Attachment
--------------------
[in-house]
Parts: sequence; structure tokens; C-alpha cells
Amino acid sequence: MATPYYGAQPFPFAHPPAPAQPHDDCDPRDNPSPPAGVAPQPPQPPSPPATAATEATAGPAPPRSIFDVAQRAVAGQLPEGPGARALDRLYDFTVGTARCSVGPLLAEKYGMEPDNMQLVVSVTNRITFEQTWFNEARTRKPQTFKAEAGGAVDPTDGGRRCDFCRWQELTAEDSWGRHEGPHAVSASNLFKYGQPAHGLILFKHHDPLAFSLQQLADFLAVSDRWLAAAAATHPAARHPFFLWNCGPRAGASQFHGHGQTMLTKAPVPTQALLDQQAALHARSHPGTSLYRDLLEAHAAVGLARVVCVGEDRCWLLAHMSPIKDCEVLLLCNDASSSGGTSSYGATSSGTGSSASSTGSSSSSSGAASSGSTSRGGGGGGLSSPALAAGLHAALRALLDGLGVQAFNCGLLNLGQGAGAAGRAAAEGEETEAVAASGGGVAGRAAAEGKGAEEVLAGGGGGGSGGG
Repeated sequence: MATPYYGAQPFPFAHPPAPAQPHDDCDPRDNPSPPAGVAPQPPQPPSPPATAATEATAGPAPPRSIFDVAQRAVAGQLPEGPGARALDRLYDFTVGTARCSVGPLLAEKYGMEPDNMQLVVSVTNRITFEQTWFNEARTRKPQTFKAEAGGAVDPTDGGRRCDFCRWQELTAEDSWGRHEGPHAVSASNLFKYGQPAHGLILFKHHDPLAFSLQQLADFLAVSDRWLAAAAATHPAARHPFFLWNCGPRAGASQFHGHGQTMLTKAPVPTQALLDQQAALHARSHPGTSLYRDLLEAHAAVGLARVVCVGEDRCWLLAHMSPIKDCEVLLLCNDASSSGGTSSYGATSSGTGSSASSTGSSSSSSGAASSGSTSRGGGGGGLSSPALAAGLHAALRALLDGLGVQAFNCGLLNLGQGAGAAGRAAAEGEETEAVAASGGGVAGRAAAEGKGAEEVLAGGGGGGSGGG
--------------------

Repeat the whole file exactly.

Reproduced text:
[in-house]
Parts: sequence; structure tokens; C-alpha cells
Amino acid sequence: MATPYYGAQPFPFAHPPAPAQPHDDCDPRDNPSPPAGVAPQPPQPPSPPATAATEATAGPAPPRSIFDVAQRAVAGQLPEGPGARALDRLYDFTVGTARCSVGPLLAEKYGMEPDNMQLVVSVTNRITFEQTWFNEARTRKPQTFKAEAGGAVDPTDGGRRCDFCRWQELTAEDSWGRHEGPHAVSASNLFKYGQPAHGLILFKHHDPLAFSLQQLADFLAVSDRWLAAAAATHPAARHPFFLWNCGPRAGASQFHGHGQTMLTKAPVPTQALLDQQAALHARSHPGTSLYRDLLEAHAAVGLARVVCVGEDRCWLLAHMSPIKDCEVLLLCNDASSSGGTSSYGATSSGTGSSASSTGSSSSSSGAASSGSTSRGGGGGGLSSPALAAGLHAALRALLDGLGVQAFNCGLLNLGQGAGAAGRAAAEGEETEAVAASGGGVAGRAAAEGKGAEEVLAGGGGGGSGGG
Repeated sequence: MATPYYGAQPFPFAHPPAPAQPHDDCDPRDNPSPPAGVAPQPPQPPSPPATAATEATAGPAPPRSIFDVAQRAVAGQLPEGPGARALDRLYDFTVGTARCSVGPLLAEKYGMEPDNMQLVVSVTNRITFEQTWFNEARTRKPQTFKAEAGGAVDPTDGGRRCDFCRWQELTAEDSWGRHEGPHAVSASNLFKYGQPAHGLILFKHHDPLAFSLQQLADFLAVSDRWLAAAAATHPAARHPFFLWNCGPRAGASQFHGHGQTMLTKAPVPTQALLDQQAALHARSHPGTSLYRDLLEAHAAVGLARVVCVGEDRCWLLAHMSPIKDCEVLLLCNDASSSGGTSSYGATSSGTGSSASSTGSSSSSSGAASSGSTSRGGGGGGLSSPALAAGLHAALRALLDGLGVQAFNCGLLNLGQGAGAAGRAAAEGEETEAVAASGGGVAGRAAAEGKGAEEVLAGGGGGGSGGG